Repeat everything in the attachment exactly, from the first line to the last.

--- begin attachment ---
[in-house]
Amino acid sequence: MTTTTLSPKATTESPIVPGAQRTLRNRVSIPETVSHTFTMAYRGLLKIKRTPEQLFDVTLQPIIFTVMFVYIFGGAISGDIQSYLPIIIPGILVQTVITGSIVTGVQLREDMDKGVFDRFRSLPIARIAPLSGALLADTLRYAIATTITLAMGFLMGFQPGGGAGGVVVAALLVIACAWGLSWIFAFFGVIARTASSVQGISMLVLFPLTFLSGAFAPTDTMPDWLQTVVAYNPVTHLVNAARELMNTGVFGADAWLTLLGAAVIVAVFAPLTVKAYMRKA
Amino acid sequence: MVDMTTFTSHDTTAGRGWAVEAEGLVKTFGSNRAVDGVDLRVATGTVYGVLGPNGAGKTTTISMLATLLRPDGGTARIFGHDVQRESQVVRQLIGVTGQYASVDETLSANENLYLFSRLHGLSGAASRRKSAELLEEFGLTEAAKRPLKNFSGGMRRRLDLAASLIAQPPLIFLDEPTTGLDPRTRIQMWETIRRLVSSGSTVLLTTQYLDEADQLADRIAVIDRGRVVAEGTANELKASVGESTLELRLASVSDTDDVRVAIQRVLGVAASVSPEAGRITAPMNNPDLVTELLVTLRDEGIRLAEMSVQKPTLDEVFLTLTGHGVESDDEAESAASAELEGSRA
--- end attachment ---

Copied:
[in-house]
Amino acid sequence: MTTTTLSPKATTESPIVPGAQRTLRNRVSIPETVSHTFTMAYRGLLKIKRTPEQLFDVTLQPIIFTVMFVYIFGGAISGDIQSYLPIIIPGILVQTVITGSIVTGVQLREDMDKGVFDRFRSLPIARIAPLSGALLADTLRYAIATTITLAMGFLMGFQPGGGAGGVVVAALLVIACAWGLSWIFAFFGVIARTASSVQGISMLVLFPLTFLSGAFAPTDTMPDWLQTVVAYNPVTHLVNAARELMNTGVFGADAWLTLLGAAVIVAVFAPLTVKAYMRKA
Amino acid sequence: MVDMTTFTSHDTTAGRGWAVEAEGLVKTFGSNRAVDGVDLRVATGTVYGVLGPNGAGKTTTISMLATLLRPDGGTARIFGHDVQRESQVVRQLIGVTGQYASVDETLSANENLYLFSRLHGLSGAASRRKSAELLEEFGLTEAAKRPLKNFSGGMRRRLDLAASLIAQPPLIFLDEPTTGLDPRTRIQMWETIRRLVSSGSTVLLTTQYLDEADQLADRIAVIDRGRVVAEGTANELKASVGESTLELRLASVSDTDDVRVAIQRVLGVAASVSPEAGRITAPMNNPDLVTELLVTLRDEGIRLAEMSVQKPTLDEVFLTLTGHGVESDDEAESAASAELEGSRA